Given the island’s varied history, in Mauritius, there is an abundance of museums and cultural points of interest to visit.
Martello Tower at La Preneuse
The Martello Tower at La Preneuse was built by the British between 1810 and 1846 to protect them against their sworn enemy, the French navy. Since being restored in 1999, the tower is now accessible for guided tours.
As a UNESCO World Heritage site and a commemorative landmark of the harsh slavery period in Mauritius - the mountain of Le Morne is a must see. Protected by isolated wooded and almost inaccessible cliffs, the escaped slaves formed small settlements in the caves and on the summit of Le Morne mountain. Traditions associated with the maroons have made Le Morne a symbol of the slaves’ fight for freedom, their suffering and their sacrifice, all of which have relevance to the countries from which the slaves came – the African mainland, Madagascar, India and South-East Asia.
Eureka "La Maison Créole" Moka
This historical mansion built in 1830 with no less than 109 doors will provide you with a glimpse into the lifestyle of the more affluent Mauritians during the colonial era.
The Folk Museum of Indian Immigration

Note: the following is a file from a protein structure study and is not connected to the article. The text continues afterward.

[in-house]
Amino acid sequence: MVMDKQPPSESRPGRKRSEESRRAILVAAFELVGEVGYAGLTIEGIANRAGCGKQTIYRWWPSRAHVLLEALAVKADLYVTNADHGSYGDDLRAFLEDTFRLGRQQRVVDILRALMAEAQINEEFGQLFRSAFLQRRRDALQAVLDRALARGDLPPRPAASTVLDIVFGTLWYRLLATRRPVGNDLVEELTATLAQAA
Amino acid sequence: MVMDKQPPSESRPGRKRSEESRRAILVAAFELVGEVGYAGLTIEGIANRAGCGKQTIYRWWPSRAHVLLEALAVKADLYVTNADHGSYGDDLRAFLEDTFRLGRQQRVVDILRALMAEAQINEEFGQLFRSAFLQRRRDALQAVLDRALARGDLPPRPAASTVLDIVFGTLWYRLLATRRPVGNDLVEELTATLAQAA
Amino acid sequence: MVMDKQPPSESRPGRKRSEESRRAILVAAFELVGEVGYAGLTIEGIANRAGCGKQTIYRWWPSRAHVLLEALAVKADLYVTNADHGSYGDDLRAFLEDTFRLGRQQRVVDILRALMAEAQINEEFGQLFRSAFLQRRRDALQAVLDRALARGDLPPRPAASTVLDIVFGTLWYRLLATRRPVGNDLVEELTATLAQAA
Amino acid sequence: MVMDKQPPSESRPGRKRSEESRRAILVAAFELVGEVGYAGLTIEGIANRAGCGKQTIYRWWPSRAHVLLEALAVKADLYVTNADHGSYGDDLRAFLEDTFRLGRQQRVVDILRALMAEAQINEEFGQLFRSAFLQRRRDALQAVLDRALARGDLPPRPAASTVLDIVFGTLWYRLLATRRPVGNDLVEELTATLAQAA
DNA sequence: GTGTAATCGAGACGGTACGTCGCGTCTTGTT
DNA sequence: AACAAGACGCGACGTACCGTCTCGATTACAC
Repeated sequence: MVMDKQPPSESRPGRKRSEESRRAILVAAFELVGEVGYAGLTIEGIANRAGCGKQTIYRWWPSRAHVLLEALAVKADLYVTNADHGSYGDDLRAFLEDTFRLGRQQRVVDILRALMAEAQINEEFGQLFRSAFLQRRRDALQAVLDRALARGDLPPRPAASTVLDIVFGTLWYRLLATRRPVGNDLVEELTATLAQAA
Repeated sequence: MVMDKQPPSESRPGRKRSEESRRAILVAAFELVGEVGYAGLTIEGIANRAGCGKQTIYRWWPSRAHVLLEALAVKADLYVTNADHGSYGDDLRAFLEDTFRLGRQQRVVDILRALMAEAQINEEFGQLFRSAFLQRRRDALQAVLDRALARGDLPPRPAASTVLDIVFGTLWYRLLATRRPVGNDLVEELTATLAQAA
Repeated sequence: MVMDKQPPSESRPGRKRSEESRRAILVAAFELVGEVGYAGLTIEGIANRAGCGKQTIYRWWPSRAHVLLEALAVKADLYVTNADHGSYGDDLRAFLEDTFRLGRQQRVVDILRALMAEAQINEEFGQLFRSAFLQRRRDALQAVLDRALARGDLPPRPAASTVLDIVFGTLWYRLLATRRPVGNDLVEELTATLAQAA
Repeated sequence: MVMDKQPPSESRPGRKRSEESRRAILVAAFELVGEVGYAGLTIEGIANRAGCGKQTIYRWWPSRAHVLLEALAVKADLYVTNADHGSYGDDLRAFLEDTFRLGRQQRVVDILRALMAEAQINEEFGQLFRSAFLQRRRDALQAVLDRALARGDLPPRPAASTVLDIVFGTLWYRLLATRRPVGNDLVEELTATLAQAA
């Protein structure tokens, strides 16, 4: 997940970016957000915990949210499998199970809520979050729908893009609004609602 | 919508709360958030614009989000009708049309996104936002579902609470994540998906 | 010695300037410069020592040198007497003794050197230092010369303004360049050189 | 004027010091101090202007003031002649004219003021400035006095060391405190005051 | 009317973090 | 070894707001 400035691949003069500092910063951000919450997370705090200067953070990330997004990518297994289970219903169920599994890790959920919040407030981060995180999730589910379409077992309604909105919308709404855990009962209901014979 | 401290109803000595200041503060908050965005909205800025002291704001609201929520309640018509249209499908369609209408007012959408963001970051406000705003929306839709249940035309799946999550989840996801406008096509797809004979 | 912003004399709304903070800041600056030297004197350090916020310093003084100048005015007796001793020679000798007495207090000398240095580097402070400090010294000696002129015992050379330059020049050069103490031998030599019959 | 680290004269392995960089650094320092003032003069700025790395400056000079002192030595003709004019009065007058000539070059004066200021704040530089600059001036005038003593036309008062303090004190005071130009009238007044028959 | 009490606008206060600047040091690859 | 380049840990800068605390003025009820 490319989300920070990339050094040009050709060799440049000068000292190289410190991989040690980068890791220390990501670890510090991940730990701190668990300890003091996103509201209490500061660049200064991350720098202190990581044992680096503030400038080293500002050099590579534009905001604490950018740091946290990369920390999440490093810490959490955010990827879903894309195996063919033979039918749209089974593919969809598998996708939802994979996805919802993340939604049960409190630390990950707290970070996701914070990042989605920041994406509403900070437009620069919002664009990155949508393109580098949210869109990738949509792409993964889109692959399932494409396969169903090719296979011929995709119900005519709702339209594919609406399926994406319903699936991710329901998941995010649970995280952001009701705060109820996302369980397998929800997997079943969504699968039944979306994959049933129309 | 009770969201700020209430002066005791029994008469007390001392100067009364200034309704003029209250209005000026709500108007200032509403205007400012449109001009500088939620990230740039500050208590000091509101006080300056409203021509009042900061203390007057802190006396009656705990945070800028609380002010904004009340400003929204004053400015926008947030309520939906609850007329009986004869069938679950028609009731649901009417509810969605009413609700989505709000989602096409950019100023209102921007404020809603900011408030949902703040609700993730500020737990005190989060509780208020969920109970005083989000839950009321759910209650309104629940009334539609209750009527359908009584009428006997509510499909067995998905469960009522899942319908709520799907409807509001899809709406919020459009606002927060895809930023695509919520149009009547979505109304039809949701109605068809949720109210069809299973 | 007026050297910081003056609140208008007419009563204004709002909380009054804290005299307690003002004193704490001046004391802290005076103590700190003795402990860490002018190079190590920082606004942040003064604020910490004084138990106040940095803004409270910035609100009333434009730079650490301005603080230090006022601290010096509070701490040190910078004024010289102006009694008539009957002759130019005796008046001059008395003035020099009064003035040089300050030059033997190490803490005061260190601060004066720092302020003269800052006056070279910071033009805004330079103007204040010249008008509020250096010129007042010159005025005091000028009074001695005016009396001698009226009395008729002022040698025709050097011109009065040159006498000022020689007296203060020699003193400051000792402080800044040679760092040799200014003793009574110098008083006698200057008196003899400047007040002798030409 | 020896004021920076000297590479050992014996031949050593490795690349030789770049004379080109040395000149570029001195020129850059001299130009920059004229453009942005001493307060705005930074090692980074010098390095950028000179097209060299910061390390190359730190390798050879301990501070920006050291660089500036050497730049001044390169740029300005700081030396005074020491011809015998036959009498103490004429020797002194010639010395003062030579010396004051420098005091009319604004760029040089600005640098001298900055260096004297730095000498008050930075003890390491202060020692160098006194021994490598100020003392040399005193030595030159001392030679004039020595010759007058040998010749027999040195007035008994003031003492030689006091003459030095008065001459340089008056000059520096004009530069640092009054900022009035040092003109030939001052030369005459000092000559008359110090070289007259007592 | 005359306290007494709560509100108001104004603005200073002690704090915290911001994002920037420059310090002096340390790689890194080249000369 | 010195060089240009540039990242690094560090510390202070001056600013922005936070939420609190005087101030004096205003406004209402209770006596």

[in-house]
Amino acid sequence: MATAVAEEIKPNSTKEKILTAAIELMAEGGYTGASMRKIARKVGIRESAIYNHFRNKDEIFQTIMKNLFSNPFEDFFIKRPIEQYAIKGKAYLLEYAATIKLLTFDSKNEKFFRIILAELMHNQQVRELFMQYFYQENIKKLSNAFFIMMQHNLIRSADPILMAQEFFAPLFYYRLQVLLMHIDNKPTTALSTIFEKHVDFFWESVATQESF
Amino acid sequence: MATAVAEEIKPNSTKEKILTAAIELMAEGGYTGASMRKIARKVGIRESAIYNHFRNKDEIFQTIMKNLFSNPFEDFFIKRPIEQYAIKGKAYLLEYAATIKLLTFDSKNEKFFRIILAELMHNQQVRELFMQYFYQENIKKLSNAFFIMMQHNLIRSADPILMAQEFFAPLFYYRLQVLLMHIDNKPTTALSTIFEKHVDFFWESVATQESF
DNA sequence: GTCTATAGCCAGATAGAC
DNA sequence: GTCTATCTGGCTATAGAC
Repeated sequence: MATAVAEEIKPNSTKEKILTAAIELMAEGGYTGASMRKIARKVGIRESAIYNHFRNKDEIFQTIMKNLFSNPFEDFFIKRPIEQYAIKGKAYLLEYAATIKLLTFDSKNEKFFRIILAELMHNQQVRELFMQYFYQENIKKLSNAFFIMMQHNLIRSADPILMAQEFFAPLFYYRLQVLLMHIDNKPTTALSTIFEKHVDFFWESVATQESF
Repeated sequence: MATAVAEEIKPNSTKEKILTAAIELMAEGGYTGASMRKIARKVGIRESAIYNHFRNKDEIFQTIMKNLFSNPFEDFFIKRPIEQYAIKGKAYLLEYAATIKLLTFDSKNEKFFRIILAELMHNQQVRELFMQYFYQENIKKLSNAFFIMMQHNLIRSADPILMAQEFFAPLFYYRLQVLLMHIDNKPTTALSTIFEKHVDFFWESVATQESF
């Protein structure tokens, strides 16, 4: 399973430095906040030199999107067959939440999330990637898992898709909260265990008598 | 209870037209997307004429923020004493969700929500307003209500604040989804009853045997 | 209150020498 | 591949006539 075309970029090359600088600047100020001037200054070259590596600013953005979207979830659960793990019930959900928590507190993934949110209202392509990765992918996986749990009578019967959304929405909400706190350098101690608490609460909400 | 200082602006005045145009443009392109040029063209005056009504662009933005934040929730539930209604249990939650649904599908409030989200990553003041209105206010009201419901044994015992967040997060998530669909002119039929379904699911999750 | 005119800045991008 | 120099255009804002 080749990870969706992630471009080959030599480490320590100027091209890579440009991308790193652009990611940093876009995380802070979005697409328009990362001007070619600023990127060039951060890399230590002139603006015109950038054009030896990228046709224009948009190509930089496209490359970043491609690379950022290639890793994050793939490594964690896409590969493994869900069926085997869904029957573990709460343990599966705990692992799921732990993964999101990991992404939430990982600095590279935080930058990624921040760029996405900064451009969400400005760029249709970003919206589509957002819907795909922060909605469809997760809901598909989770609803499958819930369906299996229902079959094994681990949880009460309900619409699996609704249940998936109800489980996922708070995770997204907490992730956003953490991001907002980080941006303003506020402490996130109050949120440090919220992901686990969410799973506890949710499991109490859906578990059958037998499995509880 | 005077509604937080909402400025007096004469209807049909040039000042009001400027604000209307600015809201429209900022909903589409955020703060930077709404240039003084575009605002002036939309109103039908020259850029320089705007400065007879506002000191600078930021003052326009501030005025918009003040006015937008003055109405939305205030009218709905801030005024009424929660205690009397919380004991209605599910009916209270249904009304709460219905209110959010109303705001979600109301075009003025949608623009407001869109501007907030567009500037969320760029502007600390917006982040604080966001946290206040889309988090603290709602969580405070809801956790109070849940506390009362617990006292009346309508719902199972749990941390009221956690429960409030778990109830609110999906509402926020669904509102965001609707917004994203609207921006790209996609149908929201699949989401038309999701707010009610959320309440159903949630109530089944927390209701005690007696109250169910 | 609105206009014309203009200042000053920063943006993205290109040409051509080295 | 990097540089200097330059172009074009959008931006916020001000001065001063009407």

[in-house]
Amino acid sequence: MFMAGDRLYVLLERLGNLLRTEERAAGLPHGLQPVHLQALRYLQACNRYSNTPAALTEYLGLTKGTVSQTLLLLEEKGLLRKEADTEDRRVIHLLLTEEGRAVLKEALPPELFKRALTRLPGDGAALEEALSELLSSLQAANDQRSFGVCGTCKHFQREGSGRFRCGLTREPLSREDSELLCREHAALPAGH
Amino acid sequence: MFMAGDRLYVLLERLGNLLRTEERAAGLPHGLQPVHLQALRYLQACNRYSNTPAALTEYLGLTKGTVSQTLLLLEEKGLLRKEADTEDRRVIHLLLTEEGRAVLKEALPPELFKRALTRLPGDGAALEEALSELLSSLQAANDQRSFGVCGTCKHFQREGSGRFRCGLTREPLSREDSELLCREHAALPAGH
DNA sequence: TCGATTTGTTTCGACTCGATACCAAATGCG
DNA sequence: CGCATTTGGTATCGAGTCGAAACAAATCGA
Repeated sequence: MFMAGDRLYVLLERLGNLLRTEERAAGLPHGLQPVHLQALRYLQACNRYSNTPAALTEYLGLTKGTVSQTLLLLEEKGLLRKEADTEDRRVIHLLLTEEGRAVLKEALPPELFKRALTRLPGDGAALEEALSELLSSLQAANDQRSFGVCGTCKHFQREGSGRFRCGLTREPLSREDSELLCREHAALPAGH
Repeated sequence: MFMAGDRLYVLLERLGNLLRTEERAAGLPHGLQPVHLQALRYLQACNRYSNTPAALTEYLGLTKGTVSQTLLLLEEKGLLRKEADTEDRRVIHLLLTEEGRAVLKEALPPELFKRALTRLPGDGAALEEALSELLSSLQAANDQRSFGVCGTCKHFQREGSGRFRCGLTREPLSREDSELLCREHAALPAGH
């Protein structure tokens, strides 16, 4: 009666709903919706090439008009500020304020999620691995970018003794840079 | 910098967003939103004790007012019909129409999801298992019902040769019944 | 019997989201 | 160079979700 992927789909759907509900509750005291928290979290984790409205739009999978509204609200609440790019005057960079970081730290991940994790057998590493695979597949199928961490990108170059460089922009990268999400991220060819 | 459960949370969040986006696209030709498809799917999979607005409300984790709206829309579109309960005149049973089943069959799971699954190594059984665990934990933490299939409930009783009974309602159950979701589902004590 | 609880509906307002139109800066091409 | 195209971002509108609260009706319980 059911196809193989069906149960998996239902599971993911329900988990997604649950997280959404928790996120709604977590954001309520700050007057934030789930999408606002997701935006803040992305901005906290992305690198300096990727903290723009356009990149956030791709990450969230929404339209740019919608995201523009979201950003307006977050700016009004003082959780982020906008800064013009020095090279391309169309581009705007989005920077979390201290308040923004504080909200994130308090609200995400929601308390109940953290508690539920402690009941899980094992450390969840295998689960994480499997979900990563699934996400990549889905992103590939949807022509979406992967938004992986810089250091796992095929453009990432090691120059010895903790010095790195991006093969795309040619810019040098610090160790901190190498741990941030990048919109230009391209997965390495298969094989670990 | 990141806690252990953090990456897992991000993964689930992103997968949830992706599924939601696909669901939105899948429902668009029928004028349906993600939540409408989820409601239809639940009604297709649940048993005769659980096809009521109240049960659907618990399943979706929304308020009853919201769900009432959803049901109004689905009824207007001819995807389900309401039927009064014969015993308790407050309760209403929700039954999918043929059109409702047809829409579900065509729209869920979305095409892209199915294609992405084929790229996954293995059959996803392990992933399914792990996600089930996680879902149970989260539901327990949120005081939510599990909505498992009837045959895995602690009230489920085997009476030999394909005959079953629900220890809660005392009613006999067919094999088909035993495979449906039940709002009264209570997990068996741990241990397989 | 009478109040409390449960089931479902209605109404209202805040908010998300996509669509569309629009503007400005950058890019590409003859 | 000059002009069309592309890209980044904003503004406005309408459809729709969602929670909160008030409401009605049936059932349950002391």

Aapravasi Ghat (UNESCO World Heritage site)
This museum evokes the influx of coolies who came to work as labourers after the abolition of slavery in Mauritius in 1835. Today their descendants account for two-thirds of the Mauritian population. This well-documented folk museum shows in detail the daily life of Indian workers during the nineteenth century.
National History Museum
A French colonial building from the eighteenth century houses the National History Museum. Old maps, engravings, crockery, pirates' swords and even fragments of shipwrecks, recount the rich maritime history of the island. The crown jewel of this fascinating museum is the bell recovered from the wreck of the St Géran.
Constructed in 1856 for sugar cane transportation, Cavendish Bridge, commonly known as the “Pont de la Ville Noire”, literally “the black town bridge”, was originally constructed from wood while all other bridges in Mauritius were made from steel. Between 1908 and 1911 it was transformed into a reinforced concrete bridge, an innovation at that time. At 155 metres it is said to be the longest bridge on the island.
Battery of Devil's Point
Under the French occupation, 27 defence guns controlled access to the island. The fearsomely effective battery of the Devil's Point for a long time prevented the English from approaching Grand Port.
The Dutch landing spot
The Dutch were forced to land in Mauritius in 1598 after a violent storm drove them to the shore of the uninhabited island. There is a monument to mark the point of their first landing on the coastal road near Ferney, Mahebourg, in the south-east, with the majestic Lion Mountain in the background. Take a walk over the little bridge and appreciate the view of the little islands off the shore.